Saturday, August 25, 2007

One journalism post deserves another: ellipses

David Bernstein at The Volokh Conspiracy has something to say about the dishonest use of ellipses. This is the practice also known as Dowdification, named after Maureen Dowd of the New York Times, after her misrepresentation by way of ellipsis of a statement by President Bush, summed up thus by Brendan Nyhan back in 2003:

An outrageous new falsehood is circulating about President Bush. Last week, New York Times columnist Maureen Dowd misrepresented a Bush statement to imply that he said the Al Qaeda terrorist network is "not a problem anymore," and the distorted quotation has since been repeated by MSNBC "Buchanan and Press" co-host Bill Press, CNN's Miles O'Brien and others, including numerous foreign press outlets. At a time when the New York Times is under fire for its conduct in the Jayson Blair scandal, Dowd's creation of an exploding media myth is cause for serious concern.

In her May 14 column (which was reprinted in newspapers around the country), Dowd wrote the following:

Busy chasing off Saddam, the president and vice president had told us that Al Qaeda was spent. "Al Qaeda is on the run," President Bush said last week. "That group of terrorists who attacked our country is slowly but surely being decimated... They're not a problem anymore."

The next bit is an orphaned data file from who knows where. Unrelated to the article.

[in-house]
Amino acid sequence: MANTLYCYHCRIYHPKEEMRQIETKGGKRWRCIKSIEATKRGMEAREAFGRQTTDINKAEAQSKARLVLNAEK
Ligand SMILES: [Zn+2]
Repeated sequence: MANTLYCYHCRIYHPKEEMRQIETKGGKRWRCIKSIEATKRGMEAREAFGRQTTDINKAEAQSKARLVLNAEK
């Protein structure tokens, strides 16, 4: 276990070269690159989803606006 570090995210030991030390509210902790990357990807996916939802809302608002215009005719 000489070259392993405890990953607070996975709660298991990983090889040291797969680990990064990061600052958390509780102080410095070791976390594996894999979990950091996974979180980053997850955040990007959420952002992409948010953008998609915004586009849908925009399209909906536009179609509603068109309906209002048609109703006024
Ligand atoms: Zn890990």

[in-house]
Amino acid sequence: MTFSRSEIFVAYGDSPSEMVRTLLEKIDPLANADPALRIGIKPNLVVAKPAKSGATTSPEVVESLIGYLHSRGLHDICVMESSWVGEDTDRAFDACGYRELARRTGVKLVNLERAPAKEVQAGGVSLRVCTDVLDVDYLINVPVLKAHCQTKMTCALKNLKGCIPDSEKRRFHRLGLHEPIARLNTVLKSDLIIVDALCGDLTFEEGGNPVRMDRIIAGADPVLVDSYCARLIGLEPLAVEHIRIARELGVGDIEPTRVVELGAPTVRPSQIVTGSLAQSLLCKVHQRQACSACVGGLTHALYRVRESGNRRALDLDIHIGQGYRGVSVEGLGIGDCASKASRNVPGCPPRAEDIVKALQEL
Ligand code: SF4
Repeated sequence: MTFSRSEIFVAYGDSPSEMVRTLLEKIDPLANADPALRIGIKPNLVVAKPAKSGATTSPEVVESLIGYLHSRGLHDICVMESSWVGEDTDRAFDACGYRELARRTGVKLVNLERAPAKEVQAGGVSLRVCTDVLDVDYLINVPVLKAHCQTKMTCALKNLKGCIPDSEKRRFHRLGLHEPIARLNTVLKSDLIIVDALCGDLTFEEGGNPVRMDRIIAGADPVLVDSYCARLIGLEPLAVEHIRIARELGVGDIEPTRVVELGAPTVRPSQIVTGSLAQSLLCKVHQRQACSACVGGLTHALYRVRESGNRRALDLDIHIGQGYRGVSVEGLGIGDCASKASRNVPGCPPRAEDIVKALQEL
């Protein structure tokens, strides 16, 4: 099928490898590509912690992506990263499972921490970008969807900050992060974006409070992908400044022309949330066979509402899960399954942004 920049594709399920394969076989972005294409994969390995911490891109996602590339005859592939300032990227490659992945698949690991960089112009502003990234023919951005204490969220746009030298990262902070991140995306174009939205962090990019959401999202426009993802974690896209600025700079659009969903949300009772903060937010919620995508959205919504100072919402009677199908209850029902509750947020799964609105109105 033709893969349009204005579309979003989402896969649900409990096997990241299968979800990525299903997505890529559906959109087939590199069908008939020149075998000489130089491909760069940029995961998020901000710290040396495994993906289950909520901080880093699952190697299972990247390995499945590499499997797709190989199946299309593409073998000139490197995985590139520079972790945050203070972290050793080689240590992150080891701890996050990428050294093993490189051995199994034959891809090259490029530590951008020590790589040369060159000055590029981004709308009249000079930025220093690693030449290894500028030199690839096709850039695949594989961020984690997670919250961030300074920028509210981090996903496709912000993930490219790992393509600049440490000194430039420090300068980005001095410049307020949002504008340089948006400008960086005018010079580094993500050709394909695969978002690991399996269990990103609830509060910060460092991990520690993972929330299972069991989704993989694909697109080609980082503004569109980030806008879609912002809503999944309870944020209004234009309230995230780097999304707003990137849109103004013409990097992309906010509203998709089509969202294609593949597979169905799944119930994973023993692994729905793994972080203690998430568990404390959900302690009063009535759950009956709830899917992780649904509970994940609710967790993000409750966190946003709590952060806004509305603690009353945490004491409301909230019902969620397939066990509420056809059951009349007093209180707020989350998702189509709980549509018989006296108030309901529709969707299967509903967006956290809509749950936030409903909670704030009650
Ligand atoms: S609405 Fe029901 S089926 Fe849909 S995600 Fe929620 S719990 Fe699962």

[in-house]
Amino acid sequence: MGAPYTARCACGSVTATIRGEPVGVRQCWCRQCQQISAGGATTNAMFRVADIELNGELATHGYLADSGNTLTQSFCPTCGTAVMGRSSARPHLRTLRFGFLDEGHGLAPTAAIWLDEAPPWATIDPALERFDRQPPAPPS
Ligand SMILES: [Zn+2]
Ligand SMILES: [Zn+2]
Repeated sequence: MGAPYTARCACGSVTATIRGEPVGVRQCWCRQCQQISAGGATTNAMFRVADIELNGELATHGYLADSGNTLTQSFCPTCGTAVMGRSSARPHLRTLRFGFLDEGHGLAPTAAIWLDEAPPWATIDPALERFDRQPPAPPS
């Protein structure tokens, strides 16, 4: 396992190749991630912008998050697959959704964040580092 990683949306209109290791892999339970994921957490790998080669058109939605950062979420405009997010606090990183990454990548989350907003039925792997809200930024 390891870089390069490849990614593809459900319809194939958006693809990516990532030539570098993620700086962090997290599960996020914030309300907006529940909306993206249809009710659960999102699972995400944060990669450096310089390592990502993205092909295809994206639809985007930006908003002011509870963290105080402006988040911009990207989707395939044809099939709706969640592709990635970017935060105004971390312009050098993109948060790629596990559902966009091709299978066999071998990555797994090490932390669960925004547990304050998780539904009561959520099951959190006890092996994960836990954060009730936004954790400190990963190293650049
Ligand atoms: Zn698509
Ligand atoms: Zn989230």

But as Andrew Sullivan pointed out on his website (and later in his Washington Times column), these quotes was taken wildly out of context from a May 5 speech in Arkansas in which Bush said this:

Al Qaeda is on the run. That group of terrorists who attacked our country is slowly but surely being decimated. Right now, about half of all the top Al Qaeda operatives are either jailed or dead. In either case, they're not a problem anymore.

Bush was obviously saying that the Al Qaeda operatives who "are either jailed or dead" are "not a problem anymore," not that Al Qaeda itself is "not a problem."

(The links to the original Dowd column and to the Andrew Sullivan piece have evaporated, over the passage of time, but I have left them in the quote just to show that they once existed. If you want to pay $4.95 for the Dowd column, you can get it here. The whole Nyhan piece is worth reading anyway, for the sake of the etymology.)

In the comments on the Volokh post, Lev provides a handy definition:

dowdify v: to edit a quote so as to convey a different meaning from what was intended, primarily to damage the subject being quoted.
So what would you call the NPR approach to massaging the sound bites to make them smoother? It seems like a form of reverse dowdification, editing a quote so as to convey a more palatable impression than what was actually said, primarily to make the subject being quoted look good, which is still dishonesty or deception.

It's a pity: that word ought to mean something like "disguising oneself by wearing one's grandmother's clothes." Can you use it in a sentence? "I think I'll dowdify myself for the school board meeting tonight," said Madonna.

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